December 13th, Light in the Dark

I have an uncomfortable relationship with traditions. I grew up as a child in one country, but I grew up as an adult in a couple others. Coming “home” again to the culture of my birth left me feeling at-sea. I wanted to feel comfortable in my own new skin, but I was surrounded by people insistent on one way to celebrate; one way to live and be. And if I dared to live or think differently, it caused defensiveness, anger, threats, and even abuse from others who treated my differences as a negative reflection on themselves.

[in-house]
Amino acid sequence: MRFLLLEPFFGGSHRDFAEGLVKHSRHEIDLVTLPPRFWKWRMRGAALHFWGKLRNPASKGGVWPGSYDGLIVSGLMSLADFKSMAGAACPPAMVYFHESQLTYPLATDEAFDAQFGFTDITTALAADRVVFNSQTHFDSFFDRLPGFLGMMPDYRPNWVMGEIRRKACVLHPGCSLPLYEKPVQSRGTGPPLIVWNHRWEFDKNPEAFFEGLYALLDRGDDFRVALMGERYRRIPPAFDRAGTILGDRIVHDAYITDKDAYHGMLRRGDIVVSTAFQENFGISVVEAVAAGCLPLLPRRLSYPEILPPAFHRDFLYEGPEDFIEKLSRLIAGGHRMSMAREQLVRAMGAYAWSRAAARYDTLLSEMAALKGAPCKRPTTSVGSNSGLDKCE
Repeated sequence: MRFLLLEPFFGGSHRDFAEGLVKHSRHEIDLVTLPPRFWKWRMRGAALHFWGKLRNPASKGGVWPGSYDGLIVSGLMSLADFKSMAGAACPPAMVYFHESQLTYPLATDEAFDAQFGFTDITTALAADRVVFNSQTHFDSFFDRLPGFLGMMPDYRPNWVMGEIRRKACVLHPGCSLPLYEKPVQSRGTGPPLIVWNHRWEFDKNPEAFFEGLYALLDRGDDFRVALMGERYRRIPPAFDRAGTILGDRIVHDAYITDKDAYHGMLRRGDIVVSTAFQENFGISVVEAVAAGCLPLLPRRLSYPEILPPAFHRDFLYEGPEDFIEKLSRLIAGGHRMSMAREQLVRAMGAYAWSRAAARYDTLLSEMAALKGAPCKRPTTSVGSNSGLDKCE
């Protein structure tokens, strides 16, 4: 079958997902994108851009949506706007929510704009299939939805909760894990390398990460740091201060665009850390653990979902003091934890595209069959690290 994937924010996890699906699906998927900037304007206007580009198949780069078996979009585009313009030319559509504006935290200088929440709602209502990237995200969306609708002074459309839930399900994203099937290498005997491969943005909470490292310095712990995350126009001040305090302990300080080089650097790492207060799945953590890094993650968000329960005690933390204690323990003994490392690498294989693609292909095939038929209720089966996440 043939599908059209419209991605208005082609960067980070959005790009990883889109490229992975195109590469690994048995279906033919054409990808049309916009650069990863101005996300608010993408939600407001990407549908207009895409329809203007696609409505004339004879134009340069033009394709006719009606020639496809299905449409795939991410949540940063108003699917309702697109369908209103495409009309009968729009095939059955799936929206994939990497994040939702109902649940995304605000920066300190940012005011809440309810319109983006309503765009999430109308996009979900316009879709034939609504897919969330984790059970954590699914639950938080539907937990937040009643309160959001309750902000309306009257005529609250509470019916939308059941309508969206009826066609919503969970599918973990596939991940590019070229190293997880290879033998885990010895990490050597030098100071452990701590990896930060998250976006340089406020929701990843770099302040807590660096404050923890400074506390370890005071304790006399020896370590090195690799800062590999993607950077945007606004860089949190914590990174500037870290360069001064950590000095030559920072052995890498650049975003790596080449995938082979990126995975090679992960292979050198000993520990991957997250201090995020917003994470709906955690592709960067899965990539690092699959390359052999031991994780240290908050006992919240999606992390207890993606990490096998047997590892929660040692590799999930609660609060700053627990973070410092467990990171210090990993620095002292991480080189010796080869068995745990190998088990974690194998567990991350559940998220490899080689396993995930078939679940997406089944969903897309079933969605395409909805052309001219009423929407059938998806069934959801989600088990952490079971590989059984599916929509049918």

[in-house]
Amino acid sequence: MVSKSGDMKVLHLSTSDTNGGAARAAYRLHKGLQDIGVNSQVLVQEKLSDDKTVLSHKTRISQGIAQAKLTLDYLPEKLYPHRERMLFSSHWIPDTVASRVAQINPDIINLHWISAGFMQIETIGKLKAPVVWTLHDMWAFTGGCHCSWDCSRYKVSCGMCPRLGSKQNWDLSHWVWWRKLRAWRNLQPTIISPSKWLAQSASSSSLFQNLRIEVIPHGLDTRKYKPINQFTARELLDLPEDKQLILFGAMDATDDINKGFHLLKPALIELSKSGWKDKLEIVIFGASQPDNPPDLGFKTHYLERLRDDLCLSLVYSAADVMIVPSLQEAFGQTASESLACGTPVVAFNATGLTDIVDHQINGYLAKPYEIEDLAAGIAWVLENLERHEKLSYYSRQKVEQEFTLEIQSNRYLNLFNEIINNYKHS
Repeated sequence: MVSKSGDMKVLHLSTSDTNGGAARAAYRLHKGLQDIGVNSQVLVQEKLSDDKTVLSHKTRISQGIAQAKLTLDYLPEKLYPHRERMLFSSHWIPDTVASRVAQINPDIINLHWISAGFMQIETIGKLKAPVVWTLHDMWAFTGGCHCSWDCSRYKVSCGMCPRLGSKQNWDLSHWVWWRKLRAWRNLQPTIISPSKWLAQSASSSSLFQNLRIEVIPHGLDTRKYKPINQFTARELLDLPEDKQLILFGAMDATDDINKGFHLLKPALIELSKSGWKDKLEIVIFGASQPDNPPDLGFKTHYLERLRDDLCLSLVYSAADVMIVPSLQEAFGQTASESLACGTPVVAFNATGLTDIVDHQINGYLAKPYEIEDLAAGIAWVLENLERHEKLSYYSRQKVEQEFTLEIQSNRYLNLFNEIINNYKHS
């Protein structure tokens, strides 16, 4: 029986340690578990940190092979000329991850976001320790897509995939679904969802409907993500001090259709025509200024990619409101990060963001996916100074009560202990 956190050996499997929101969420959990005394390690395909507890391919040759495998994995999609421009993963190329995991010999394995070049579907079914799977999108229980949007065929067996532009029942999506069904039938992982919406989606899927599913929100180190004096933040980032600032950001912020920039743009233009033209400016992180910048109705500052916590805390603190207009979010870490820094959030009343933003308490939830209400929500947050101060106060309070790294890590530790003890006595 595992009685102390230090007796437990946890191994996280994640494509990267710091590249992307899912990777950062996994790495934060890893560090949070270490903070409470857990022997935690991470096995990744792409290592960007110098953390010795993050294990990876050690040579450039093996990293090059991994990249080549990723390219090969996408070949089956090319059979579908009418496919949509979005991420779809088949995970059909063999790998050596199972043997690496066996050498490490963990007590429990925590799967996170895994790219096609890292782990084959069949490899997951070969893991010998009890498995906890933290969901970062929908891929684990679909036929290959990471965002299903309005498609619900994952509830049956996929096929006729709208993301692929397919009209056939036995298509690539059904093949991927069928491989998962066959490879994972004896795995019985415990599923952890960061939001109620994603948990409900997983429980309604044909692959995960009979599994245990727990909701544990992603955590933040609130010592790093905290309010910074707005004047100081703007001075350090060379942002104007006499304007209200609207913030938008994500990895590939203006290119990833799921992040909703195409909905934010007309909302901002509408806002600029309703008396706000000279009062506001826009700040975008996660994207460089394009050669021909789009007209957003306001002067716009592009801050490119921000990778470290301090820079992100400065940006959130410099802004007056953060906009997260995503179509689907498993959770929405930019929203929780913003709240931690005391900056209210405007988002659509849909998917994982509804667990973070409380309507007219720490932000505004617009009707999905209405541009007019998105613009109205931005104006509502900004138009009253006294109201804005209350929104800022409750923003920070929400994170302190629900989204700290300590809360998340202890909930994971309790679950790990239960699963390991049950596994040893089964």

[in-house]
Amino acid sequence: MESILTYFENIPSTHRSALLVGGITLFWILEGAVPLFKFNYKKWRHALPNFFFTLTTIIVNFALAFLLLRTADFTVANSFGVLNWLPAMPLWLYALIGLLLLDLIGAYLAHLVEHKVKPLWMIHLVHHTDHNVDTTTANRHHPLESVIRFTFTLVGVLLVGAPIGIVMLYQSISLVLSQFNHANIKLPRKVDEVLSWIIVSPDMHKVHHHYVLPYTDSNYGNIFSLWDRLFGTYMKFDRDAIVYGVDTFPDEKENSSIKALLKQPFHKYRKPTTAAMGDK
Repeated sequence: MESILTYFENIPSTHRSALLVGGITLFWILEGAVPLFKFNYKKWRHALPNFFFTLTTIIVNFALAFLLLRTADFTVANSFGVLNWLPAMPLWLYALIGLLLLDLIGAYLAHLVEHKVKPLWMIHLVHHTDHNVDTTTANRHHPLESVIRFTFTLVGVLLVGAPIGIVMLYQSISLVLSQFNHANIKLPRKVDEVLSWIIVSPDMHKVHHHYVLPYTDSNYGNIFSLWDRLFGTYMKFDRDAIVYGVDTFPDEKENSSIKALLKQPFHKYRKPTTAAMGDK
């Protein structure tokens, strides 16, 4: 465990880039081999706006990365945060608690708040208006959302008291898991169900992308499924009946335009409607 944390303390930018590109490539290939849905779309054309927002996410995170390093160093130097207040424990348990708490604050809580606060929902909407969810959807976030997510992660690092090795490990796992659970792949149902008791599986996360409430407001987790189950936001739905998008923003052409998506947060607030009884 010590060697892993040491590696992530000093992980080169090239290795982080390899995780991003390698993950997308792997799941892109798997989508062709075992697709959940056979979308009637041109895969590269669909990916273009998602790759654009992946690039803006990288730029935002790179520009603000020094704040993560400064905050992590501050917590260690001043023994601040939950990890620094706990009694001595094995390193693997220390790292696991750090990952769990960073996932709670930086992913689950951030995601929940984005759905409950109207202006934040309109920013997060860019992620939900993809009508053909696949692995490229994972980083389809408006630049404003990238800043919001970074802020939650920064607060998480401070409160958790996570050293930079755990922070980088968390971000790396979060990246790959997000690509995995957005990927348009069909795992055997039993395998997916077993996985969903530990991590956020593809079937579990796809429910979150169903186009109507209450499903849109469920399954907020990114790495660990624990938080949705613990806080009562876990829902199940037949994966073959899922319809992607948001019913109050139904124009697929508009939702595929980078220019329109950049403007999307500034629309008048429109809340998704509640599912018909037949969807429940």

Yet for some reason, traditions won’t leave me alone. There’s just something bone-deep about them. I may have shed a desire to celebrate Independence Day or Thanksgiving, but every year I celebrate Armenia’s Old New Year on January 13th. I may not be of Asian-descent, and yet somehow I keep coming back to the Mid-Autumn Festival. I mark time by the solstices, and for years now I’ve made sure to have folkloric gifts to give my followers.

And every year, on December 13th, I turn to my albeit distant Swedish heritage and quietly celebrate the light in the darkness.


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